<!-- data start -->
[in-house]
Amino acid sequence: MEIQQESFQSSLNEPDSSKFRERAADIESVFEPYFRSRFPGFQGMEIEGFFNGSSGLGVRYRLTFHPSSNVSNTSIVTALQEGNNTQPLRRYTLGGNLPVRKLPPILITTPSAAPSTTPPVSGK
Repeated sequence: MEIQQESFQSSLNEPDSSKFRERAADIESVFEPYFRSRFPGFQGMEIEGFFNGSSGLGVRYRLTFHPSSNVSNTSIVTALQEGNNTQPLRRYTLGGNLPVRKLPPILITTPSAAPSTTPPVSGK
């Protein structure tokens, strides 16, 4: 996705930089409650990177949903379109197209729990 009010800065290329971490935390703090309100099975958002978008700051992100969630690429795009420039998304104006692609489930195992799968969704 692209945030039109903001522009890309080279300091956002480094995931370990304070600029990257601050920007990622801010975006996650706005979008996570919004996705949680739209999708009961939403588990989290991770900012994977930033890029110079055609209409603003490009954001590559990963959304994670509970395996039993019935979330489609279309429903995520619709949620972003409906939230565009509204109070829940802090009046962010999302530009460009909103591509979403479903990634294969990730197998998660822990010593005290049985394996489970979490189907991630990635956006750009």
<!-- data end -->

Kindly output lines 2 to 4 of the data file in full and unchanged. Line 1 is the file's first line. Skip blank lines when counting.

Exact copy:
Amino acid sequence: MEIQQESFQSSLNEPDSSKFRERAADIESVFEPYFRSRFPGFQGMEIEGFFNGSSGLGVRYRLTFHPSSNVSNTSIVTALQEGNNTQPLRRYTLGGNLPVRKLPPILITTPSAAPSTTPPVSGK
Repeated sequence: MEIQQESFQSSLNEPDSSKFRERAADIESVFEPYFRSRFPGFQGMEIEGFFNGSSGLGVRYRLTFHPSSNVSNTSIVTALQEGNNTQPLRRYTLGGNLPVRKLPPILITTPSAAPSTTPPVSGK
């Protein structure tokens, strides 16, 4: 996705930089409650990177949903379109197209729990 009010800065290329971490935390703090309100099975958002978008700051992100969630690429795009420039998304104006692609489930195992799968969704 692209945030039109903001522009890309080279300091956002480094995931370990304070600029990257601050920007990622801010975006996650706005979008996570919004996705949680739209999708009961939403588990989290991770900012994977930033890029110079055609209409603003490009954001590559990963959304994670509970395996039993019935979330489609279309429903995520619709949620972003409906939230565009509204109070829940802090009046962010999302530009460009909103591509979403479903990634294969990730197998998660822990010593005290049985394996489970979490189907991630990635956006750009």